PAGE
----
NEAFT MERGER CAUCUS TAKES OFF
August 7, 2008
In the TeacherTalk
How exhilarating it was to learn that not only are there numbers of union
leaders who believe deeply in the benefits to accrue from a merger of the NEA
and AFT but are also willing to work to make a merger happen.
I’m delighted to report that the NEAFT Merger Caucus is off to an
astonishing start. In
literally a matter of weeks, we have reached out to leaders in both the NEA and
AFT, held a series of meetings at the national conventions of each, selected a
steering committee of myself, Gregg Solkovitz
of United Teachers of Los Ageles, Ken Tray of United
Educators of San Francisco, and Jeff Greenfield
of the MEA-MFT, the Montana merged state affiliate.
We have established a dues structure and have close to 100 dues paying
members plus a longer e-mail list of those who took the time and trouble to come
to a meeting and express an interest. We’ve
elected Paul Pecorale of Patchogue-Medford as our treasurer and have the
beginnings of a webpage ( ).
We will shortly be publishing an
e-newsletter, conceived as a vehicle for spreading the overwhelmingly positive
experiences of the state and local affiliates that have already merged.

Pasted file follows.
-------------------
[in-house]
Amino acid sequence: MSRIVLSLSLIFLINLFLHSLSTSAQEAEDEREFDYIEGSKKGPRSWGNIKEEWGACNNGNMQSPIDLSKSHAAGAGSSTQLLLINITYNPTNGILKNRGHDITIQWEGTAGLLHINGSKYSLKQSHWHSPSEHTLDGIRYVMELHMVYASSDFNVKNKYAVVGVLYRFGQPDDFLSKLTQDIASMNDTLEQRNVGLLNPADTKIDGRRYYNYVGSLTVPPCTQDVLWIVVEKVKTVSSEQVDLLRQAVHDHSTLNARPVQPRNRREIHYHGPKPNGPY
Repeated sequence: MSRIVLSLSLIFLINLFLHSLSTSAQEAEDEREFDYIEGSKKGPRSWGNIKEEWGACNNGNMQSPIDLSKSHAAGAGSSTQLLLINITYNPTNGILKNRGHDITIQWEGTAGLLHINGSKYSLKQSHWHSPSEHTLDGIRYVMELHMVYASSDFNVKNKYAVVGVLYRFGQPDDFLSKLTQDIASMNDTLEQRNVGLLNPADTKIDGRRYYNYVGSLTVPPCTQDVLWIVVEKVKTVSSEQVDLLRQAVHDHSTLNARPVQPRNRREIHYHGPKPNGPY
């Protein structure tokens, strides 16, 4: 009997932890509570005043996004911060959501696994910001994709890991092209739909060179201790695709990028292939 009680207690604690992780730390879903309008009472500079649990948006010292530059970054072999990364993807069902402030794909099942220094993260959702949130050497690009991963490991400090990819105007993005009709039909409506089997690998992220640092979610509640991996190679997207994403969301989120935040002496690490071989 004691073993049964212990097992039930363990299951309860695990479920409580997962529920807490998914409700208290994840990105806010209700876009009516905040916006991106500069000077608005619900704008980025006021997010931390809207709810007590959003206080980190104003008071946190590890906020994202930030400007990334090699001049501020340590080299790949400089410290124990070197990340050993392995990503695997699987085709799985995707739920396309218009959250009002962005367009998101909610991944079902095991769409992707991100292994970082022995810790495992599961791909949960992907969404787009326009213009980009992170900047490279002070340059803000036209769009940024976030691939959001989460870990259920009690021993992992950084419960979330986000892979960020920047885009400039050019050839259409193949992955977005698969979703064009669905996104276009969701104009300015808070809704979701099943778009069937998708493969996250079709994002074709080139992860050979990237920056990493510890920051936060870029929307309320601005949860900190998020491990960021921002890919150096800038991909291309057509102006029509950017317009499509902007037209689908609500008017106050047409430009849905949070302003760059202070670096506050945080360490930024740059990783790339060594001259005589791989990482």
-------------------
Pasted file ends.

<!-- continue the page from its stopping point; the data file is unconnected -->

Not a bad start for an organization that got off the ground in the first
week of June.
We have begun to develop plans to further our outreach to local leaders throughout the country. We aim to be a presence at as many meetings held by the NEA and AFT as possible, looking for opportunities to engage leaders closest to our membership about the potentially huge benefit of having one union, four million strong, with one powerful voice speaking to the issues surrounding public education. Compared to what the achievement of that goal would mean for the millions of public school employees, the needs of national leaders, national union bureaucracies, seemingly important philosophical differences and past enmities all pale. What is clearly more important is doing an even better job representing our members. We can do that, more powerfully and efficiently by harnessing the best of the NEA and AFT into an organization with a coherent vision of how to raise the academic standards and achievement of our public schools and the muscle of four million members working together to achieve that vision.
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